Holiday spending comes in three main categories, according to the NRF: gifts ($608.06); items such as food, decorations, flowers and greeting cards ($218.08); and other non-gift items consumers buy for themselves and their families ($140.99). For the first time in the NRF survey's history, more of that spending will be online than in stores. Or at least more than half (59%) of consumers say they'll shop online, while 57% will shop at a department store, 54% at a discount store, 46% at a grocery store or supermarket and 35% at clothing or accessories stores. The survey also found 27% planning to visit an electronics store, 25% a small or local business and 18% a crafts or fabrics store.
Brand Keys also found that even more — virtually all consumers interviewed (98%) — are buying online this year. "It's no secret that brick-and-mortar retailers have had more difficult times engaging customers over the past five years," said Passikoff. "They've been trying to forestall the online assault with 'better' reward programs and low-lower-lowest pricing schemes, but consumers are on to that. Online has become the default venue for browsing, promotions, price checking and, ultimately, buying holiday gifts."
Brand Keys found other popular holiday shopping venues to be discount department stores (95%), specialty and apparel (75%), traditional department stores (73%), electronics stores (25%), price clubs (24%), sporting goods stores (18%) and outlet stores (15%)
Catalogues (8%), are down again, another 2% from last year — something Passikoff attributes to the rising importance of online research. "If a consumer can pull up the same content on a computer, a tablet or a smartphone, they regard hard-copy as redundant," he said. Still, in many instances, paper catalogs still matter.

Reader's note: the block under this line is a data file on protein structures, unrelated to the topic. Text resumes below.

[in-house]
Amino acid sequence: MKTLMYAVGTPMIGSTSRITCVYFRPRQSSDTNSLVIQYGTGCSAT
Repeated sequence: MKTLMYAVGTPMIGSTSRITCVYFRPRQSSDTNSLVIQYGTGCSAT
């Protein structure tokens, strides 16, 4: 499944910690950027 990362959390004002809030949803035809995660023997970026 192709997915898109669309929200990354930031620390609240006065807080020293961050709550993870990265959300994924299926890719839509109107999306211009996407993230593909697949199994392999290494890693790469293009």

For the eleventh year in a row, Prosper found gift cards to be the most popular items, requested by 61%, followed by clothing and accessories (55%, the highest level in 12 years). On the other hand, only two in five (39%) would like books, music or movies, the lowest in survey history; others asked for consumer electronics (33%), home décor (24%), jewelry (23%), personal care or beauty items (21%), sporting goods (20%) and home improvement items (18%), according to NRF and Prosper.
Most online shoppers will take advantage of free shipping (94%) and conveniences like buy online, pick up in store (49%); 19% will take advantage of expedited shipping and 12% will use same-day delivery, the NRF also found.
The NPD Group conducted an online survey in September 2017 among a U.S. representative sample of NPD online consumer panel members. The survey was completed by 3,785 individuals aged 18 and older. Brand Keys surveyed 11,625 shoppers and Prosper surveyed 7,349 consumers Oct. 3-10 for the NRF.